Published: February 6, 2013
They were kicking up their heels at The Classical Academy on Wednesday.
Twelve student-athletes signed national letters of intent to continue their athletic careers at the collegiate level, a remarkable number from a class 3A school. But there's another kicker to this story.
Seven of those were from the girls' soccer program and one was from the boys' team. Of the three football players, Daniel Carlson signed to be a placekicker at Auburn, while Joshua Gerstenberg will be punting at Division II Chadron State.
That doesn't leave out the other two. Megan Brunette, who will be running track and cross country at Division I Wyoming, has a strong closing kick. Justin Miller, a linebacker who's headed to Gardner-Webb (D-I, FCS), well, he kicks rear.
Kind of a theme, isn't it?
In order to achieve all that kicking, TCA has relied on continuity.
“There are kids here that have played for TCA since seventh grade; that's one of the best things about a K-12 school,” athletic director Gary Geiger said. “We can see them transition and grow and train them, and when they come out to the high school program, they can really excel.”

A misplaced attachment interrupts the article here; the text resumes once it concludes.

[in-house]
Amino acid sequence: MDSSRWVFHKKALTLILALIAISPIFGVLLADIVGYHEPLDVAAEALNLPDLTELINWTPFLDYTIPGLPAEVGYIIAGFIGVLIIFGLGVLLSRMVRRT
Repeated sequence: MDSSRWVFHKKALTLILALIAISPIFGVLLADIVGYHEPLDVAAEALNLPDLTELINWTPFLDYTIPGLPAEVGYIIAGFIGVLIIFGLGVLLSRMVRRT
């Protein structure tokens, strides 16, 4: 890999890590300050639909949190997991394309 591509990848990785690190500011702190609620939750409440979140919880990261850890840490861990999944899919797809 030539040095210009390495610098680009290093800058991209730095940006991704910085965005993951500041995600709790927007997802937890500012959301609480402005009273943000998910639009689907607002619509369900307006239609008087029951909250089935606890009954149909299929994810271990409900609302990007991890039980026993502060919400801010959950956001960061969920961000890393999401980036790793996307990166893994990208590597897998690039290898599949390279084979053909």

The girls' soccer program is a great example of that. Joanie Jacks signed with D-I Long Island-Brooklyn while Caitlyn Troupe, Meghan Troupe and Sarah Turner are all headed to D-II Colorado Christian. Claire LaValley (Taylor), Kierra Mattingly (Oklahoma Baptist) and Chrissy Lind (Concordia-Nebraska) are all going to NAIA schools. Lind wasn't at Wednesday's ceremony, but coach Blake Galvin confirmed that she would be signing.
From the boys' team, Evan Young will take his state-record 100 career goals to NAIA Indiana Wesleyan.
“It's crazy that we're all signing,” Mattingly said. “But we've worked so hard from day one. We were determined to be the best players, the best team, that we could be.
“We all work for each other. There's no selfish motives in how we play.”
That unselfishness is a key. It permeates the athletic programs at TCA.
“There's a real closeness with our coaches and our athletes,” Geiger said. “We typically are able to keep the focus, keep the parents involved, keep the kids involved in the summer camps and the open gyms so they just get better."